"* * * *"

"4. Stevedore for loading said steamer to be appointed by charterers under captain's directions at current rates for such labor. Charterers are not to be held responsible for improper stowage."

"5. Steamer to have liberty to call at any ports for coal or other supplies."

"* * * *"

"13. Sixteen running days, Sundays excepted, are to be allowed the said merchants (if the steamer is not sooner dispatched) for loading and discharging, and ten days on demurrage, over and above the said lay-days at six pence sterling per gross register ton per day."

"14. Should the steamer not be ready to load at New Orleans on or before the _____, charterers or their agents have the option of cancelling this charter."

"15. Lay-days to commence the day after the steamer is declared ready to receive cargo, and having been passed by the surveyor of grain vessels, and written notice given by the master to the charterers or their agents."

"* * * *"

"19. Penalty for nonperformance of this agreement, estimated amount of freight."

The charter party was signed by De Wolf & Hammond, as agents of the vessel, and by Gomila & Co.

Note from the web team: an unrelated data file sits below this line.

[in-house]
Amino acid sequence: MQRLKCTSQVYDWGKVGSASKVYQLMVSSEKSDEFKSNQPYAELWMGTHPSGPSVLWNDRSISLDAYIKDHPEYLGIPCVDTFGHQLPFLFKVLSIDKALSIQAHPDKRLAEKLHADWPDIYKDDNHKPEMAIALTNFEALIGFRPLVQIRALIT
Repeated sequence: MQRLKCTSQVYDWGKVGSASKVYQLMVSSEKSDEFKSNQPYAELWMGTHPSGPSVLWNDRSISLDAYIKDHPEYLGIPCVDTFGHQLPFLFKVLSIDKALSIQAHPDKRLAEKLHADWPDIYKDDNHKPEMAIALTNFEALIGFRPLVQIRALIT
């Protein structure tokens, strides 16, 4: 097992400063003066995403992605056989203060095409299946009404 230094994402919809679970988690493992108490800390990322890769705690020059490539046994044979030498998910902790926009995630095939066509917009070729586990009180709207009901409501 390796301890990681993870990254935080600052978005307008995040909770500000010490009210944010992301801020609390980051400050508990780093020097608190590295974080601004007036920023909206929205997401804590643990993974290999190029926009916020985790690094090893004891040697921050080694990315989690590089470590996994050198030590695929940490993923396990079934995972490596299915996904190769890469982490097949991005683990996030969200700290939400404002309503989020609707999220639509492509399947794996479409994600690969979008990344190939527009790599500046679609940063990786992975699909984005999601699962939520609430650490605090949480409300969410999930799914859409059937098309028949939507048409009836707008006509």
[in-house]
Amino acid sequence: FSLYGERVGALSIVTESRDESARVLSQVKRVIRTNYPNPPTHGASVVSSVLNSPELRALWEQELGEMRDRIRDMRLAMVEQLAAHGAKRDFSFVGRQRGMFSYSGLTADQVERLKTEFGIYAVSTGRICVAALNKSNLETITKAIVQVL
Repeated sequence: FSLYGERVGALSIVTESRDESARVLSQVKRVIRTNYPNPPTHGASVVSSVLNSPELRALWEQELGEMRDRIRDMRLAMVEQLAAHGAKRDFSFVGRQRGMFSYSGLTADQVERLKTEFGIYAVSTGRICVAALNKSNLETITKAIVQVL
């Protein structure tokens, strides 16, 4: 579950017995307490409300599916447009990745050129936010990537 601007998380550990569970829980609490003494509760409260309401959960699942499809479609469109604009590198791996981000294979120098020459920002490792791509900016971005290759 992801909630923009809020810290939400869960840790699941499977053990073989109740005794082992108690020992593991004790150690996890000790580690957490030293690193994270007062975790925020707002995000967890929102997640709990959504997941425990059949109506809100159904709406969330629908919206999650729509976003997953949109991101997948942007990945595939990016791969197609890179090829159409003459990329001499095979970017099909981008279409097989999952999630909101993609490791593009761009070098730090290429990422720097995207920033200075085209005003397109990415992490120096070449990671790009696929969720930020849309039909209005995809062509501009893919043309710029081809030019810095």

The libel alleges that on the 28th of June, 1883, the libellants provided and furnished a cargo of 10,000 quarters, of 480 pounds each, of corn, to the vessel for her voyage; that the loading was then commenced and proceeded with until June 30, 1883, when all further loading of cargo was stopped by official order of the marine inspector of the port, who was present at the time and who pronounced the vessel full all over, as in fact and truth it was; that when the loading was so stopped and the vessel declared to have a full and complete cargo, only 82,588 2/56 bushels, the equivalent of 9,635 130/480 quarters of 480 pounds each, had been loaded on the vessel, and it was in fact impossible to properly stow in her any greater quantity, and she was entirely unable to carry